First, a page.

Teacher Salaries

An oldie but a goody:

I’m fed up with teachers and their hefty salary guides. What we need here is a little perspective.

If I had my way, I’d pay these teachers myself. I’d pay them baby-sitting wages. That’s right, instead of paying these outrageous taxes, I’d give them $3 an hour out of my own pocket. And I’m only paying them for 5 hours, not coffee breaks or lunch.

That would be $15 a day – each parent should pay $15 a day for these teachers to baby-sit their child. Even if they have more than one child, it’s still a lot cheaper than private day care.

Now, how many children do they teach everyday – maybe 20? That’s $15 X 20 = $300 a day. But remember, they only work 180 days a year! I’m not going to pay them for all those vacations! $300 X 180 = $54,000. (Just a minute, I think my calculator needs batteries.)

I know now what you teachers will say – what about those who have 10 year’s experience and a master’s degree? Well, maybe (to be fair) they could get the minimum wage, and instead of just baby-sitting, they could read the kids a story. We could round that off to about $5 an hour, times five hours, times 20 children. That’s $500 a day times 180 days. That’s $90,000 … HUH???

Wait a minute, let’s get some perspective here. Baby-sitting wages are too good for these teachers. Did anyone see a salary guide around here???

~author unknown


1 Comment

  1. My thoughts on salaries for teachers has always differed from everyone else’s. While I taught, I felt I was getting away with something by earning what I did. I made far more money than I could’ve ever needed. My coworkers (and fellow union members) became incensed during contract negotiations. The possibility of not getting a raise or (gasp) having to contribute more towards benefits infuriated and frightened them. Meanwhile, I didn’t care. My wife and I weren’t going to have children, we didn’t own a house or a car, and I didn’t have loans to repay. We lived well within our means. For a long stretch, my salary alone was enough to comfortably support us. I could’ve taken a $10,000 per year cut without altering our lifestyle.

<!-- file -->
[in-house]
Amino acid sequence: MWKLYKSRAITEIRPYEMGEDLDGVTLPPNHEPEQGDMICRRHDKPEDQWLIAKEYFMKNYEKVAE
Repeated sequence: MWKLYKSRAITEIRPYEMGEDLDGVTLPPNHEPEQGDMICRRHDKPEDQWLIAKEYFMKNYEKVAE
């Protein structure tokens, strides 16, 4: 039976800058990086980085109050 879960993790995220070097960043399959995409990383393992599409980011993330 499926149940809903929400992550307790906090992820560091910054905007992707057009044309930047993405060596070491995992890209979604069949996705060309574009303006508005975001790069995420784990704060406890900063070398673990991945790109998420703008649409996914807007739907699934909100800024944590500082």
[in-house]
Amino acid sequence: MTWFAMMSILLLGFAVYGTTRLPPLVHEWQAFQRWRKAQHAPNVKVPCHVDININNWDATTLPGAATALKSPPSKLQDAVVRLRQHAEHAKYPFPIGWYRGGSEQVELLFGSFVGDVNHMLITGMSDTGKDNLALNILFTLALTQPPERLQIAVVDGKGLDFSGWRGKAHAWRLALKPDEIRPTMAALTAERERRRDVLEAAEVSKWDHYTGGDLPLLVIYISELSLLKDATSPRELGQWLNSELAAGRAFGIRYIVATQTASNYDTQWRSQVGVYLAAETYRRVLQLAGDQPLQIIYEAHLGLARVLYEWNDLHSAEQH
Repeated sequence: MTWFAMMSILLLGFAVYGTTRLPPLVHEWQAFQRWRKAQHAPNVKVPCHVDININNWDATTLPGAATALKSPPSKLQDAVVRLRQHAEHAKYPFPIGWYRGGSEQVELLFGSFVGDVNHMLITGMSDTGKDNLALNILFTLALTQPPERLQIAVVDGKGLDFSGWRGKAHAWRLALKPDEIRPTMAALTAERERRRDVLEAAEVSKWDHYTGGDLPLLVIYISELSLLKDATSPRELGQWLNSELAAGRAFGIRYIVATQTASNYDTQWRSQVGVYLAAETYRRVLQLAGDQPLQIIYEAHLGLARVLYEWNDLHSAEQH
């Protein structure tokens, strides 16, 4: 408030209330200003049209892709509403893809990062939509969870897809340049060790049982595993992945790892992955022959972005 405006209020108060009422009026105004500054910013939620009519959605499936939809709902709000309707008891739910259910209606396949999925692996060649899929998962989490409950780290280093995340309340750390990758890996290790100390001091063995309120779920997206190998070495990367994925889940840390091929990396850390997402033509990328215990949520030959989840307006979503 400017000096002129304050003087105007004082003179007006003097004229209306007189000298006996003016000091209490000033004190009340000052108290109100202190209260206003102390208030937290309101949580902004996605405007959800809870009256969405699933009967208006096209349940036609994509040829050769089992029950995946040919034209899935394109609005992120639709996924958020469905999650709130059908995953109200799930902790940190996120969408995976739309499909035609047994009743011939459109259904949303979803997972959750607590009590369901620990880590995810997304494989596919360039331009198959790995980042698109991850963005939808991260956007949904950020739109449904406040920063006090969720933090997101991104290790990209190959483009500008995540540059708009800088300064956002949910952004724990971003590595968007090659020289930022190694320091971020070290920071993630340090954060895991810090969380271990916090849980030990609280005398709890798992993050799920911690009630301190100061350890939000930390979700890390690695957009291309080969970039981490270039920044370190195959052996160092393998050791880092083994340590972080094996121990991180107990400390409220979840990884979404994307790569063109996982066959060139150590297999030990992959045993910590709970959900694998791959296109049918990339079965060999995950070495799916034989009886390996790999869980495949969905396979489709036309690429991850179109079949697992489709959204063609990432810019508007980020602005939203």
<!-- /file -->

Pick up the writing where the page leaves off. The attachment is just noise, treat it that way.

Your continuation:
Importantly, I taught in PA, a state with atypically high salaries for teachers. Also, I didn’t live the way my coworkers lived. However, need is relative. My salary was more than enough for me, but apparently not enough for others earning the same wage but demanding more from life. Everyone is entitled to have the life they crave. Additionally, maybe teachers should get more for their efforts (though I’ve seen many, many counter-examples of teachers who patently did not earn their keep). I happen to think if someone is expecting a certain lifestyle, perhaps they should choose their program of study more carefully and chase an MBA rather than an M. Ed. Otherwise, complaining about earnings is stale. Earning potential wasn’t a mystery going in.

    After all that, I found the post very amusing. I hadn’t seen this one before.

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